We came across this post by Rowan Simpson which talks about the success (or otherwise of start-ups).
Most founders think in reasonably binary terms: your venture is a success or your venture is a failure, and often you will oscillate between those two extremes several times in the course of a single afternoon, depending on how things are going.
However there is a third outcome, which in my opinion is worse than failure: your venture is living dead.
Rather than continuing to throw good money after bad, or worse (in our opinion) good time after bad it’s important to identify when to pull the pin. Rowan identifies a few indicators that your start-up is a “living dead”:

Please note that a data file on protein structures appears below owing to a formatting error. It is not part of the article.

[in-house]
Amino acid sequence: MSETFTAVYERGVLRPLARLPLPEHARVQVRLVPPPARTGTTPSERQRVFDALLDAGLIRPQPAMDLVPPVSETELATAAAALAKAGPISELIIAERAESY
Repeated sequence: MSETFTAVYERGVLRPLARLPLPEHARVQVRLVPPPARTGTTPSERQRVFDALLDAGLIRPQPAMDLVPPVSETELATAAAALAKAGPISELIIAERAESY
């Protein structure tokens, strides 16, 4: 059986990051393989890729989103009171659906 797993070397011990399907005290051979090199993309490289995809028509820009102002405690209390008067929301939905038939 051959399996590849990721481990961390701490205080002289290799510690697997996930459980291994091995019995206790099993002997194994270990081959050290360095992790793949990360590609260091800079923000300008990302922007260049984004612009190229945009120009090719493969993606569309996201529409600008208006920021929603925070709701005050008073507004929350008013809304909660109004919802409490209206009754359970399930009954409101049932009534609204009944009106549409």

It has some customers, and associated revenues, but few if any who really LOVE it…
It makes enough money that it seems silly to think about shutting it down, but nowhere near enough to enable investment in growth or to entice further investment, and probably not enough to properly pay the founders for their time…
It operates mostly in the dark. The founders stop looking at the numbers which only make them depressed. Faith starts to trump facts in decision making…
…it has no momentum of its own. It atrophies. It only moves forward when the founders or investors really lean hard on it.
To us, it’s important build ‘outs’ into your business plan – points at which you stop, take check, compare your position to where you aimed to be, and decide whether you continue.
It’s a brave decision but a logical choice. The important thing to realise is that from this position it’s better to have already failed than to be continuing on as you currently are. You need to forget about the sunk cost and get your head around the opportunity cost of continuing.
So call it a day. Then get on with the next thing.